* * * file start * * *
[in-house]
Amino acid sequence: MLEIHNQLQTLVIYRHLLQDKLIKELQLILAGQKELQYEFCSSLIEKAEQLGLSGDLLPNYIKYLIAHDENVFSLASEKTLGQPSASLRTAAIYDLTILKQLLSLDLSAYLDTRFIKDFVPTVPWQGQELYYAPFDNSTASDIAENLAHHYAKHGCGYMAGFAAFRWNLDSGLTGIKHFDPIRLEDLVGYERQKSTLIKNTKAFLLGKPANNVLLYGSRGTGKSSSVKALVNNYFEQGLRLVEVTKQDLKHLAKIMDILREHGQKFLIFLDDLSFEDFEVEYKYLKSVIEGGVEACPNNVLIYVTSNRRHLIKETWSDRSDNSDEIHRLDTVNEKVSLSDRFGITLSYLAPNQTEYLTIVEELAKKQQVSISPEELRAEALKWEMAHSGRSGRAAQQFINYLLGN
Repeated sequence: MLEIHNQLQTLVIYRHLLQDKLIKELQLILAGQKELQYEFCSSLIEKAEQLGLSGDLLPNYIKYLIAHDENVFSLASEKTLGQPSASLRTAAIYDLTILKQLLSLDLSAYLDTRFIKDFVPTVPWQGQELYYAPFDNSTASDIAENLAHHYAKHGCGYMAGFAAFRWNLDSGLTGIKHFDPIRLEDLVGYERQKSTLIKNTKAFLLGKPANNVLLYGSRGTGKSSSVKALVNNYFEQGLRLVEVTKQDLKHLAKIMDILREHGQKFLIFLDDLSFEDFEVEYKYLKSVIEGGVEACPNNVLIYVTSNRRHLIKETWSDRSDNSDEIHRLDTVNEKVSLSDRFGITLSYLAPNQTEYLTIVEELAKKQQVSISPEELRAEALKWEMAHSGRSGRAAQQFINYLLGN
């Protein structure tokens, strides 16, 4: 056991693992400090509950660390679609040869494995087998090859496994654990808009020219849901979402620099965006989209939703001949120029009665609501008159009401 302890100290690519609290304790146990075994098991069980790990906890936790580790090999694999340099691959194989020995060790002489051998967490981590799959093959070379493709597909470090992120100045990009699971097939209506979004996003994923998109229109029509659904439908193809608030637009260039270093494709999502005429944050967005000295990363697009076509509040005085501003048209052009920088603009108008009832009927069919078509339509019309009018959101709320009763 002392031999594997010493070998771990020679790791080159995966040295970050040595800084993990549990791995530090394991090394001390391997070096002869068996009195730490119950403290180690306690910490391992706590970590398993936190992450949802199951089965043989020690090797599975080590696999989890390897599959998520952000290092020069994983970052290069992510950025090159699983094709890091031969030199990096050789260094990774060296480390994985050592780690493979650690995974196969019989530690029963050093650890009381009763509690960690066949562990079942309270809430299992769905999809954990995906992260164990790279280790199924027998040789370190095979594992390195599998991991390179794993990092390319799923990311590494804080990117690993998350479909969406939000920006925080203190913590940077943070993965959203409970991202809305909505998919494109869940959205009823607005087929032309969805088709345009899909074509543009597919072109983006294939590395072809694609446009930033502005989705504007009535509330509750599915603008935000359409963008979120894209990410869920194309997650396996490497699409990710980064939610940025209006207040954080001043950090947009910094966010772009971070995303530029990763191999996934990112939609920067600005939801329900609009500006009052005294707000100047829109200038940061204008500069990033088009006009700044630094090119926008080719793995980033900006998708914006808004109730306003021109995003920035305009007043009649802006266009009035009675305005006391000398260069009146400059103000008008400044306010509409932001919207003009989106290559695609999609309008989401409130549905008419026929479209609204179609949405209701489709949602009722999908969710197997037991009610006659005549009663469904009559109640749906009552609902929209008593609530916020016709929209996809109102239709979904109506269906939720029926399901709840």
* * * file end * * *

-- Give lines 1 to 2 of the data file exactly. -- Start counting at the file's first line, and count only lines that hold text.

[in-house]
Amino acid sequence: MLEIHNQLQTLVIYRHLLQDKLIKELQLILAGQKELQYEFCSSLIEKAEQLGLSGDLLPNYIKYLIAHDENVFSLASEKTLGQPSASLRTAAIYDLTILKQLLSLDLSAYLDTRFIKDFVPTVPWQGQELYYAPFDNSTASDIAENLAHHYAKHGCGYMAGFAAFRWNLDSGLTGIKHFDPIRLEDLVGYERQKSTLIKNTKAFLLGKPANNVLLYGSRGTGKSSSVKALVNNYFEQGLRLVEVTKQDLKHLAKIMDILREHGQKFLIFLDDLSFEDFEVEYKYLKSVIEGGVEACPNNVLIYVTSNRRHLIKETWSDRSDNSDEIHRLDTVNEKVSLSDRFGITLSYLAPNQTEYLTIVEELAKKQQVSISPEELRAEALKWEMAHSGRSGRAAQQFINYLLGN